Tearing down the Embarcadero Freeway
Mayor Art Agnos finally came down on the side of demolition; that tipped the scales, and the freeway was gone by the fall of '91. Two months later, Agnos lost his bid for re-election. The Chinatown business community had supported the freeway; it was good for business, they said. When it went, they turned on Agnos, and he lost the election by 6,272 votes.
And then they turned to Mayor Brown, who made the Central Subway deal with Rose Pak, which is the real price the city is paying for taking down the Embarcadero Freeway.
Since the city is chipping in $126 million in Prop. K money and $163 million in city parking revenues to build the subway, how seriously can we take Muni's $21 million deficit? (And another $148 million for the Transbay Transit station!) Seems like the transportation money in SF is nothing but a shell game, with money being shifted hither and yon to pay for everything but to take care of a system that has 707,459 boardings every weekday.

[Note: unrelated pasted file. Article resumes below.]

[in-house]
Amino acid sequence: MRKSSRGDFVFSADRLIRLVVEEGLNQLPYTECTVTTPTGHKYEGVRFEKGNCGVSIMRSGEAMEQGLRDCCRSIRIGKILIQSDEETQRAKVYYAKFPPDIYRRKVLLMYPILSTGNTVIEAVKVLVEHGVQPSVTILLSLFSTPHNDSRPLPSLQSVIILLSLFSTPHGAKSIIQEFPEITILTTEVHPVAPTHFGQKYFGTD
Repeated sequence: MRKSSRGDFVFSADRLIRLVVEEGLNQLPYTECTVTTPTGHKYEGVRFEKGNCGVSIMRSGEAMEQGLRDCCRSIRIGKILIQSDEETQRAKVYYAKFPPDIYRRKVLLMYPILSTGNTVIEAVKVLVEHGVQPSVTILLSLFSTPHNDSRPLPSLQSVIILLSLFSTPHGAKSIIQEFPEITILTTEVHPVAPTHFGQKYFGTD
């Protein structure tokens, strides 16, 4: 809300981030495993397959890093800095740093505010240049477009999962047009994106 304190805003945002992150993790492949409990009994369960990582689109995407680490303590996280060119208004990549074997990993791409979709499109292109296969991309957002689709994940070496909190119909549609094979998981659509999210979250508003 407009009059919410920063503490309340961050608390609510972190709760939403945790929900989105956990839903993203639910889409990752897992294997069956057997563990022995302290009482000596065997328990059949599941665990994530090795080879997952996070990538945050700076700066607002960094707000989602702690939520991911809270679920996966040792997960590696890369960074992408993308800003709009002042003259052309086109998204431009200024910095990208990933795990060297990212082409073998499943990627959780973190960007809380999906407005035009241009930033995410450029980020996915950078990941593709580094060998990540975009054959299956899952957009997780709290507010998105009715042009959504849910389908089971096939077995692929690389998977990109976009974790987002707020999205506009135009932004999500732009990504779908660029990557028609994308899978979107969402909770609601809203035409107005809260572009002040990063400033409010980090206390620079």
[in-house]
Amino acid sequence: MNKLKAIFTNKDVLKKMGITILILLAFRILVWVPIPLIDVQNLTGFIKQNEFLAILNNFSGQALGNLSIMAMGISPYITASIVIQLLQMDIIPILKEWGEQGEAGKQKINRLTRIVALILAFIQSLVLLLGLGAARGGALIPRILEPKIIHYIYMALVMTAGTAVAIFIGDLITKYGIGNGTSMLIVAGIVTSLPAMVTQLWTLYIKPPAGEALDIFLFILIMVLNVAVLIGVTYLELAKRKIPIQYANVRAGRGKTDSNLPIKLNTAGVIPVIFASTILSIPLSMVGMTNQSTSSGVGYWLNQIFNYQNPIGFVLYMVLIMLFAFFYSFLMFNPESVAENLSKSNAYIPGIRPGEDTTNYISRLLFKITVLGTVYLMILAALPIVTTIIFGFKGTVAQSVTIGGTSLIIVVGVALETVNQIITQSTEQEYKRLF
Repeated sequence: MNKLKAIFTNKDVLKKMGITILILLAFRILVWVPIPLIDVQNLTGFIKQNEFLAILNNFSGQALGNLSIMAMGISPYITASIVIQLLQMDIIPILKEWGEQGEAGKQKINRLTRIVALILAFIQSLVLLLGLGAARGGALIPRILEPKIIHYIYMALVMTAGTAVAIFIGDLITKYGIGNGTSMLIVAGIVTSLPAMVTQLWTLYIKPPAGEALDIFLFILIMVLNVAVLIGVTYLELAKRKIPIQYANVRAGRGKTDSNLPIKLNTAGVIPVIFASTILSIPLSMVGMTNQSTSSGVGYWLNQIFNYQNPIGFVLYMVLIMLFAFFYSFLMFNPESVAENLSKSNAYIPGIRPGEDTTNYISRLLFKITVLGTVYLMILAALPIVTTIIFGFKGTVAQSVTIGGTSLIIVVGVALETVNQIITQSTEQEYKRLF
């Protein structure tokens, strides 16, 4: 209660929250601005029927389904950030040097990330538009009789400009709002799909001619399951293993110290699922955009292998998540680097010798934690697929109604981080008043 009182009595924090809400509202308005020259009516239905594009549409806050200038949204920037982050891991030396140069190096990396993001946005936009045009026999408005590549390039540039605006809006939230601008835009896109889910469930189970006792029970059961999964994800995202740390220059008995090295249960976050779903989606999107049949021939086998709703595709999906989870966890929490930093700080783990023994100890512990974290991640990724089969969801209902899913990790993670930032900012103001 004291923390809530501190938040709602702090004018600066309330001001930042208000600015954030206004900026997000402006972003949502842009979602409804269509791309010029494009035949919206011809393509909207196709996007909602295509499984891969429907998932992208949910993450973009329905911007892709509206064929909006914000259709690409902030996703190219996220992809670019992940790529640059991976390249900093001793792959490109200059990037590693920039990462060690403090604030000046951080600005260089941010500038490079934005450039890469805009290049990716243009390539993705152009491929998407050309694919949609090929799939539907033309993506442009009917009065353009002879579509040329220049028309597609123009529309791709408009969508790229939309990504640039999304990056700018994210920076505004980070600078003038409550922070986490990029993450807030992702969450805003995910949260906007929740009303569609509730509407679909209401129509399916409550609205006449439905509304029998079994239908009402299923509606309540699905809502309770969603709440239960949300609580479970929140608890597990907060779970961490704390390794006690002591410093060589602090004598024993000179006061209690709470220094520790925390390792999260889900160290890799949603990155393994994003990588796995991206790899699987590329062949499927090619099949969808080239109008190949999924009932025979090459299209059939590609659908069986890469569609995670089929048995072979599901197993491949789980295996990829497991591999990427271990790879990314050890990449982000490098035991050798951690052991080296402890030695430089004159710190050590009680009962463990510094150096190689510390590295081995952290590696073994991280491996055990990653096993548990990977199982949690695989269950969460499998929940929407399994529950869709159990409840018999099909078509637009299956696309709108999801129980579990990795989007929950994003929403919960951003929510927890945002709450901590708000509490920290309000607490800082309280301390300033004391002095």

I'm not arguing that the Embarcadero Freeway shouldn't have been torn down; it was an awful blot on the city's landscape. But the Central Subway is an expensive project we could have done without---and it's going to cost Muni $8.84 million in annual operating expenses once it's built.
Maybe Nolte will favor us next with a column about the Central Freeway, Octavia Boulevard fiasco, another well-intentioned project with unintended consequences.